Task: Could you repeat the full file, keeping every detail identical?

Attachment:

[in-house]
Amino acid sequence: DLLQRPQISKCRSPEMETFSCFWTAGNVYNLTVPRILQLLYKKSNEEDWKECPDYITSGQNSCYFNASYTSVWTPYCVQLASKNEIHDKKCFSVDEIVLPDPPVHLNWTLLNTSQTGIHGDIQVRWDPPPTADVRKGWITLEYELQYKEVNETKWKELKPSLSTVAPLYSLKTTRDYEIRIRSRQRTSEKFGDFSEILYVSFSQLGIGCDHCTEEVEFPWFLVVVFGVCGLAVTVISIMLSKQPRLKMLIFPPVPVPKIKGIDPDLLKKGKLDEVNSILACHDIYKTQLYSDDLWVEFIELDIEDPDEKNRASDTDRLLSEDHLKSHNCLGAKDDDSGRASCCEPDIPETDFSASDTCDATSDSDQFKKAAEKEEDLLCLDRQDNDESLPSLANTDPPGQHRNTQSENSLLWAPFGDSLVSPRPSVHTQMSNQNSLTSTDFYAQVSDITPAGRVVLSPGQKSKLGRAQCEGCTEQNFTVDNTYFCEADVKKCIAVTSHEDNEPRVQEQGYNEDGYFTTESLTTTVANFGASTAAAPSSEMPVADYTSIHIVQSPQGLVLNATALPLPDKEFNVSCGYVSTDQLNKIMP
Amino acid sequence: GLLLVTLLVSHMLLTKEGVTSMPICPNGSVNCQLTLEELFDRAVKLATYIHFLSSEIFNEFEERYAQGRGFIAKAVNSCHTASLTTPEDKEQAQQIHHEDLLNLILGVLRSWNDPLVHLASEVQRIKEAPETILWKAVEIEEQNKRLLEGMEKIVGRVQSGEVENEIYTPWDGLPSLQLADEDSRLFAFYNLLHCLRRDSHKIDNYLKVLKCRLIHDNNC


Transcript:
[in-house]
Amino acid sequence: DLLQRPQISKCRSPEMETFSCFWTAGNVYNLTVPRILQLLYKKSNEEDWKECPDYITSGQNSCYFNASYTSVWTPYCVQLASKNEIHDKKCFSVDEIVLPDPPVHLNWTLLNTSQTGIHGDIQVRWDPPPTADVRKGWITLEYELQYKEVNETKWKELKPSLSTVAPLYSLKTTRDYEIRIRSRQRTSEKFGDFSEILYVSFSQLGIGCDHCTEEVEFPWFLVVVFGVCGLAVTVISIMLSKQPRLKMLIFPPVPVPKIKGIDPDLLKKGKLDEVNSILACHDIYKTQLYSDDLWVEFIELDIEDPDEKNRASDTDRLLSEDHLKSHNCLGAKDDDSGRASCCEPDIPETDFSASDTCDATSDSDQFKKAAEKEEDLLCLDRQDNDESLPSLANTDPPGQHRNTQSENSLLWAPFGDSLVSPRPSVHTQMSNQNSLTSTDFYAQVSDITPAGRVVLSPGQKSKLGRAQCEGCTEQNFTVDNTYFCEADVKKCIAVTSHEDNEPRVQEQGYNEDGYFTTESLTTTVANFGASTAAAPSSEMPVADYTSIHIVQSPQGLVLNATALPLPDKEFNVSCGYVSTDQLNKIMP
Amino acid sequence: GLLLVTLLVSHMLLTKEGVTSMPICPNGSVNCQLTLEELFDRAVKLATYIHFLSSEIFNEFEERYAQGRGFIAKAVNSCHTASLTTPEDKEQAQQIHHEDLLNLILGVLRSWNDPLVHLASEVQRIKEAPETILWKAVEIEEQNKRLLEGMEKIVGRVQSGEVENEIYTPWDGLPSLQLADEDSRLFAFYNLLHCLRRDSHKIDNYLKVLKCRLIHDNNC